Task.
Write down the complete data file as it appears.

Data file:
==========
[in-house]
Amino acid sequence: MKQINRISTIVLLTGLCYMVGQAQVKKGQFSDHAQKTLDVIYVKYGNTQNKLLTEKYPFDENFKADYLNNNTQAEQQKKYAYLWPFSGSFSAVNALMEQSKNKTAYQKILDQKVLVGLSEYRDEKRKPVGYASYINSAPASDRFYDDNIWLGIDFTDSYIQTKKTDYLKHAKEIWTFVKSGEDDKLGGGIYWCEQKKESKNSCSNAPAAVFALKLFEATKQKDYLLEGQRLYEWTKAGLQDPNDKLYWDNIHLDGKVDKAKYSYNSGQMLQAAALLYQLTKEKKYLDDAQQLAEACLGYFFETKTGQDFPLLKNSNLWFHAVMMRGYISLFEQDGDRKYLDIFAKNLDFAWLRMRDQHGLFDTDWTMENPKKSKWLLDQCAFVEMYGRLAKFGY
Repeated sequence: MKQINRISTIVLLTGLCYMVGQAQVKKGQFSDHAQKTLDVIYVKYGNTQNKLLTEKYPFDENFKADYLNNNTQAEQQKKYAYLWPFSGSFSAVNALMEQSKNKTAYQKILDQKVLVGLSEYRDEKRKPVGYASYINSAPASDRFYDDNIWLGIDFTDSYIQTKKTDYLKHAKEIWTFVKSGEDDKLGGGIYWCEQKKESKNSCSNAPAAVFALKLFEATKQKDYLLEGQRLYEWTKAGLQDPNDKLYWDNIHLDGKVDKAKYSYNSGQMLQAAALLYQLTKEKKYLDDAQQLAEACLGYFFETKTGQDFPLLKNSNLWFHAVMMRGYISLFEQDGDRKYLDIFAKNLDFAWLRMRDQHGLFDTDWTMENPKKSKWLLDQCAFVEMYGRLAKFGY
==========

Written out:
[in-house]
Amino acid sequence: MKQINRISTIVLLTGLCYMVGQAQVKKGQFSDHAQKTLDVIYVKYGNTQNKLLTEKYPFDENFKADYLNNNTQAEQQKKYAYLWPFSGSFSAVNALMEQSKNKTAYQKILDQKVLVGLSEYRDEKRKPVGYASYINSAPASDRFYDDNIWLGIDFTDSYIQTKKTDYLKHAKEIWTFVKSGEDDKLGGGIYWCEQKKESKNSCSNAPAAVFALKLFEATKQKDYLLEGQRLYEWTKAGLQDPNDKLYWDNIHLDGKVDKAKYSYNSGQMLQAAALLYQLTKEKKYLDDAQQLAEACLGYFFETKTGQDFPLLKNSNLWFHAVMMRGYISLFEQDGDRKYLDIFAKNLDFAWLRMRDQHGLFDTDWTMENPKKSKWLLDQCAFVEMYGRLAKFGY
Repeated sequence: MKQINRISTIVLLTGLCYMVGQAQVKKGQFSDHAQKTLDVIYVKYGNTQNKLLTEKYPFDENFKADYLNNNTQAEQQKKYAYLWPFSGSFSAVNALMEQSKNKTAYQKILDQKVLVGLSEYRDEKRKPVGYASYINSAPASDRFYDDNIWLGIDFTDSYIQTKKTDYLKHAKEIWTFVKSGEDDKLGGGIYWCEQKKESKNSCSNAPAAVFALKLFEATKQKDYLLEGQRLYEWTKAGLQDPNDKLYWDNIHLDGKVDKAKYSYNSGQMLQAAALLYQLTKEKKYLDDAQQLAEACLGYFFETKTGQDFPLLKNSNLWFHAVMMRGYISLFEQDGDRKYLDIFAKNLDFAWLRMRDQHGLFDTDWTMENPKKSKWLLDQCAFVEMYGRLAKFGY